What Are The Ways To Prevent Patent Ductus Arteriosus & Does It Recur?

The incidence of patent ductus arteriosus is increased by 60% in premature infants <28 weeks gestation.1

Isolated patent ductus arteriosus has an excellent prognosis.1

Patent ductus arteriosus (PDA) is a congenital heart defect in which the communication between the descending thoracic aorta and pulmonary artery persists resulting in non-closure of the fetal ductus. Although, the incidence of PDA is low in US children born at term equaling 0.02-0.006% of live births, the incidence increases in premature children by 20% in infants born >32 weeks gestation and by 60% in those born <28 weeks gestation. Incidence is also higher in low birth weight infants, children born at high altitudes, history of perinatal asphyxia, and siblings. Generally, the female to male ratio is 2:1; however, the incidence is equal in patients exposed to teratogens, such as congenital rubella.1

What Are The Ways To Prevent Patent Ductus Arteriosus And Does It Recur?

It is common for the patent ductus arteriosus to close spontaneously in infants with the functional closure of ductus arteriosus occurring within 15 hours of life in healthy infants born at term. However, anatomic closure of the ductus arteriosus takes several weeks. The patency of ductus arteriosus is maintained during fetal life as it helps in the blood flow to the fetal organs and structure during fetal development. High levels of circulating prostaglandin E2 (PGE2) in the fetal circulation helps maintain patency of ductus arteriosus during fetal development. The spontaneous closure of patent ductus arteriosus in infants >3 months is rare; however, in premature infants <3 months, spontaneous closure occurs in 72-75% of the cases. Therefore, patent ductus arteriosus is considered abnormal in infants older than 3 months, and treatment is considered at this point.1

The closure of patent ductus arteriosus is promoted by the administration of prostaglandin antagonists, such as nonsteroidal anti-inflammatory drugs indomethacin or aspirin, especially in premature infants. Pharmacological therapy with indomethacin and ibuprofen is effective in closing patent ductus arteriosus if medication is administered in the first 10-14 days of life. Indomethacin is administered at a dose of 0.1 mg/kg body weight orally every 8 hours. Ibuprofen is used at a dose of 10 mg/kg bolus followed by 5 mg/kg/d for 2 additional days. The closure rate with medical treatment is around 80-92%. Ductus arteriosus may reopen days or weeks later with prophylactic medication since the closure with medication occurs due to constriction of the ductus arteriosus.1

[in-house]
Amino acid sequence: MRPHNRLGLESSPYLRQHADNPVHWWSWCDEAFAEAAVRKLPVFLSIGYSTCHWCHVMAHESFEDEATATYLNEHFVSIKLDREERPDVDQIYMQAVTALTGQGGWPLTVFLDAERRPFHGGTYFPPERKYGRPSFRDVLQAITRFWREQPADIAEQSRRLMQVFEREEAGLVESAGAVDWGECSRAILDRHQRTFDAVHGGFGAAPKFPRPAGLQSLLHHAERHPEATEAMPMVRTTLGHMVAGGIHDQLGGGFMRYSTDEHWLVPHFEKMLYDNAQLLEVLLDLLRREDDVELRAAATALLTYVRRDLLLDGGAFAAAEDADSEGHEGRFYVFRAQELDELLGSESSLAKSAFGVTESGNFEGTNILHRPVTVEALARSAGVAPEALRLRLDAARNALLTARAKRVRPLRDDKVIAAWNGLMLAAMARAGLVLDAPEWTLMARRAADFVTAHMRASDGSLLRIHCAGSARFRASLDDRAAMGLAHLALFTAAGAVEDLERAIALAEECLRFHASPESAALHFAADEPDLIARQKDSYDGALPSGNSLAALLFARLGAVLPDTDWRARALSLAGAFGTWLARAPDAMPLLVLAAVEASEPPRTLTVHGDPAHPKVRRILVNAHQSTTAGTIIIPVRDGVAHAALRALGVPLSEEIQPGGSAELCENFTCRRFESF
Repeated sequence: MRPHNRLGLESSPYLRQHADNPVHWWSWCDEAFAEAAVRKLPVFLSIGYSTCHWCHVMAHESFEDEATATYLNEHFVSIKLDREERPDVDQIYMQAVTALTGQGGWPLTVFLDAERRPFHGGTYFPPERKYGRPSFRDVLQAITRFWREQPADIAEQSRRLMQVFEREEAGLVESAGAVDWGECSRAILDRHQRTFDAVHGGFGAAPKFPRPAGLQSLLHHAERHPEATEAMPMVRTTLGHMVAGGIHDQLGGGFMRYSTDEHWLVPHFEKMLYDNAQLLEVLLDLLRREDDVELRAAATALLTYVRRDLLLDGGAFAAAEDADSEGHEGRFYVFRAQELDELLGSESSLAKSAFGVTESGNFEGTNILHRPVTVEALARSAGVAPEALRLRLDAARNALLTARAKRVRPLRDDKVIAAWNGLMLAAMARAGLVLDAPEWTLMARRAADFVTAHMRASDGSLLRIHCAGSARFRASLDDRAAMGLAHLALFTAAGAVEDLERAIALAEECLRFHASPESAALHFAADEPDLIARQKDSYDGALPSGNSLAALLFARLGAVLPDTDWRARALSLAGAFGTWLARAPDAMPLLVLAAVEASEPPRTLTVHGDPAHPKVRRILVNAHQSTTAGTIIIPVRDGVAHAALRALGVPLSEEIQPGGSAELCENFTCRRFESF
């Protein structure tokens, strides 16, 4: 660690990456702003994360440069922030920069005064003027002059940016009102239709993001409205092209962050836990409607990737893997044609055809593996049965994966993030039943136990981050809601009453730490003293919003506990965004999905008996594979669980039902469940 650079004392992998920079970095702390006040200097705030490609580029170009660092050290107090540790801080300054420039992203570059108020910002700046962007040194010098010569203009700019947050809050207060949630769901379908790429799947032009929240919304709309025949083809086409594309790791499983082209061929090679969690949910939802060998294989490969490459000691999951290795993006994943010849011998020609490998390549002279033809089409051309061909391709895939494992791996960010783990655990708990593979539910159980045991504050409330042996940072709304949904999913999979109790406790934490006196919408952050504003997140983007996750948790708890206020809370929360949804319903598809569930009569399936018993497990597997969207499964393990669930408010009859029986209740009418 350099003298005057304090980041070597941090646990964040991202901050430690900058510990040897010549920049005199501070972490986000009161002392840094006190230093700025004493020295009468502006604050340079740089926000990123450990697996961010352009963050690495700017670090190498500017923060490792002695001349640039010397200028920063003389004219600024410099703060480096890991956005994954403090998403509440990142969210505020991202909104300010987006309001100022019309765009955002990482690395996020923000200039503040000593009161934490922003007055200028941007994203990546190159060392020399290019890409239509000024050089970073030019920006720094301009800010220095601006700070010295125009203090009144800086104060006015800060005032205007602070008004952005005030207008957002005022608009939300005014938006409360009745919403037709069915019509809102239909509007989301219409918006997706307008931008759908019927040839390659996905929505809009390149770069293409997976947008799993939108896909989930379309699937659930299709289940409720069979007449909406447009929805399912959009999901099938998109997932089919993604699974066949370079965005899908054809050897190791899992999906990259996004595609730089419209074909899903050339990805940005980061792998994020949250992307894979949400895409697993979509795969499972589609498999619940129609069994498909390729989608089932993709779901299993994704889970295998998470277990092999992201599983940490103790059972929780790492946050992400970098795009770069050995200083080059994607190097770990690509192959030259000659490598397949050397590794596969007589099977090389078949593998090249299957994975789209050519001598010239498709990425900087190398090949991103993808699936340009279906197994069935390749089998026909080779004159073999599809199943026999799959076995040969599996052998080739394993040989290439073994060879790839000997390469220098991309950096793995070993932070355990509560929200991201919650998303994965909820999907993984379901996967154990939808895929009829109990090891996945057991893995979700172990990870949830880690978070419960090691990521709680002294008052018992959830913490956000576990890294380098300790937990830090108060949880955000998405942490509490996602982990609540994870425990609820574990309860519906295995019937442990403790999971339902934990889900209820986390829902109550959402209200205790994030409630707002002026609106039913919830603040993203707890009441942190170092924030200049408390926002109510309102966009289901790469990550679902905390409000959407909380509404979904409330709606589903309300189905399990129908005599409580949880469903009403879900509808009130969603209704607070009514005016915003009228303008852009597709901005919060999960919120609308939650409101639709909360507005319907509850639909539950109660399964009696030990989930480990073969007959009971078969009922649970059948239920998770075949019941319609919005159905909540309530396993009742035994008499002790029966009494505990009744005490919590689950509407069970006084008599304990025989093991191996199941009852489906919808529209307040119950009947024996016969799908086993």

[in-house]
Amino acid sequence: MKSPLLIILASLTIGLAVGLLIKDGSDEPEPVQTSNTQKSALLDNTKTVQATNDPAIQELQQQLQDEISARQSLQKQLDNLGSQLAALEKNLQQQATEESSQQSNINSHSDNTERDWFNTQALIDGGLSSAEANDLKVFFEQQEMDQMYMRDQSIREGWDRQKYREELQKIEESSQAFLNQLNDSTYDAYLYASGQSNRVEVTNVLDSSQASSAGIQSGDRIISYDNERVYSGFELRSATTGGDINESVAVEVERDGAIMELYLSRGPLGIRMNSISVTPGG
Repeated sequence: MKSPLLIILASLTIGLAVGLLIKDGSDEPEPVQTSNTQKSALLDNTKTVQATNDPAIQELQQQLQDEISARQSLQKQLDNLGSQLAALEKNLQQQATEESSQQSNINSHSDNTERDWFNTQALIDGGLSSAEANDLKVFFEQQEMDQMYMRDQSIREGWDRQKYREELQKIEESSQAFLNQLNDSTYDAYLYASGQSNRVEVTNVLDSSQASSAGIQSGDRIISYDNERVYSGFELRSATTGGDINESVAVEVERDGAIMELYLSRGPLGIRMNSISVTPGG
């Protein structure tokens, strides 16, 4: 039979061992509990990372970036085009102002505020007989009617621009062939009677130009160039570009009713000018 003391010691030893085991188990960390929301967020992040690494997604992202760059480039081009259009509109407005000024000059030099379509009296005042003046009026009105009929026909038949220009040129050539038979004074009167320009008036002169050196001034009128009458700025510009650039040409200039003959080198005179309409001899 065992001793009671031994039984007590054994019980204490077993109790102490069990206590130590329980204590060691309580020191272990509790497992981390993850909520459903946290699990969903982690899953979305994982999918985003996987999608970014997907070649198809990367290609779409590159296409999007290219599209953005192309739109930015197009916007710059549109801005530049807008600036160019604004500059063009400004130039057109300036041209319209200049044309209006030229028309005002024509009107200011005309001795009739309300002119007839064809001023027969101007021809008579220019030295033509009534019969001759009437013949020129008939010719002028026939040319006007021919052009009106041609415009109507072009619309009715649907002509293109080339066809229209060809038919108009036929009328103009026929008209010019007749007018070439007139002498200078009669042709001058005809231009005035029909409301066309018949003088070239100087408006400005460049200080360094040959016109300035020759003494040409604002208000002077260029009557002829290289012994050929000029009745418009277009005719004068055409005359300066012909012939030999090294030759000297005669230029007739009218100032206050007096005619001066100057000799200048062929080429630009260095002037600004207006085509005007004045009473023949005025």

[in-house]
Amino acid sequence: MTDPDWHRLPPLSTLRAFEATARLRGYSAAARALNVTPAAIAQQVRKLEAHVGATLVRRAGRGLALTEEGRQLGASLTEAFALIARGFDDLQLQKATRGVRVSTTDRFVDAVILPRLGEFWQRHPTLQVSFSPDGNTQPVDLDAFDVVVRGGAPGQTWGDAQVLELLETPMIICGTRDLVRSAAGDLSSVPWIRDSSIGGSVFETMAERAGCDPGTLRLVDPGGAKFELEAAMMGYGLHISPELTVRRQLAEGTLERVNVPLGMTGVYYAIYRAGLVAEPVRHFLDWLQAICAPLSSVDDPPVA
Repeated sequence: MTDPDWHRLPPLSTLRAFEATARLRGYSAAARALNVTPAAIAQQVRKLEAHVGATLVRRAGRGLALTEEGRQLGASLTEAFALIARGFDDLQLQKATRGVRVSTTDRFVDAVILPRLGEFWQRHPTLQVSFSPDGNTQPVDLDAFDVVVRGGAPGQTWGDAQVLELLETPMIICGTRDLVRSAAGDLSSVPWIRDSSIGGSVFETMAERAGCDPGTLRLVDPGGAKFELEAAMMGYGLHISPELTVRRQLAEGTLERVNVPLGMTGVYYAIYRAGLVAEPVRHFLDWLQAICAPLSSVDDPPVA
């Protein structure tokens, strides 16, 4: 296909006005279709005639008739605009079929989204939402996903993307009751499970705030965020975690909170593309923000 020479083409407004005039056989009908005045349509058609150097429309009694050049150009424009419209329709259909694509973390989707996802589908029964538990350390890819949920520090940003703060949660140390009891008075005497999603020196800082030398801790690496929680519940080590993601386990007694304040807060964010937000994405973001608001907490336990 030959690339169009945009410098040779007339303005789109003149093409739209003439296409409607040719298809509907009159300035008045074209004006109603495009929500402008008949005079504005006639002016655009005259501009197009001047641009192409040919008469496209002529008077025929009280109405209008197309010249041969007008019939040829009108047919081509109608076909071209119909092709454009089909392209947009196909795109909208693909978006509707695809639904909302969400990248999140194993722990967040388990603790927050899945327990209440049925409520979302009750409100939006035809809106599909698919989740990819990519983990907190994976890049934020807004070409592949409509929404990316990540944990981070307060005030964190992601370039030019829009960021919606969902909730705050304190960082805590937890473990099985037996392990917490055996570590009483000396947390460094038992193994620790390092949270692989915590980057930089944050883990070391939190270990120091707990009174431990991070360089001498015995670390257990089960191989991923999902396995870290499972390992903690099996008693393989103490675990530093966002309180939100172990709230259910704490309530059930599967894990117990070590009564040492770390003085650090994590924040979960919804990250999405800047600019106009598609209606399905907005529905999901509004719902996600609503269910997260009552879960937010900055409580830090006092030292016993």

Cardiac catheterization is becoming the treatment of choice for the closure of patent ductus arteriosus in children and adults. Surgical ligation is the standard treatment for large PDA. Best results of surgery are achieved in patients younger than 3 years as in children older than 3 years, the incidence of elevated pulmonary vascular resistance and pulmonary hypertension increases. The survival rate reduces with the increase in the size of the ductus arteriosus with a surgical mortality rate in premature infants of around 20-41%. There are also reports of recurrence of left-to-right shunt after ligation of patent ductus arteriosus, but the risk is extremely low.1

Although patent ductus arteriosus is mostly found in children, it can be found at any age. The signs and symptoms are commonly due to the left-to-right shunt in which blood from the systemic circulation flows to the pulmonary circulation. Generally, children with patent ductus arteriosus are asymptomatic but can complain of a decrease in exercise tolerance or lung congestion along with a murmur. Infants who are 3-6 weeks old can show symptoms of increased heart rate, increased sweating, difficulty or inability to breastfeed, and weight loss or no weight gain.

In cases where there is a moderate degree of the left-to-right shunt, patients may present with cough, hoarse cry, pneumonia, atelectasis, or lower respiratory tract infections. In larger defects, there may be a history of difficulty feeding and poor growth during infancy. Adults with an undiagnosed patent ductus arteriosus may present with atrial arrhythmia, heart failure, or cyanosis limited to the lower extremities.1

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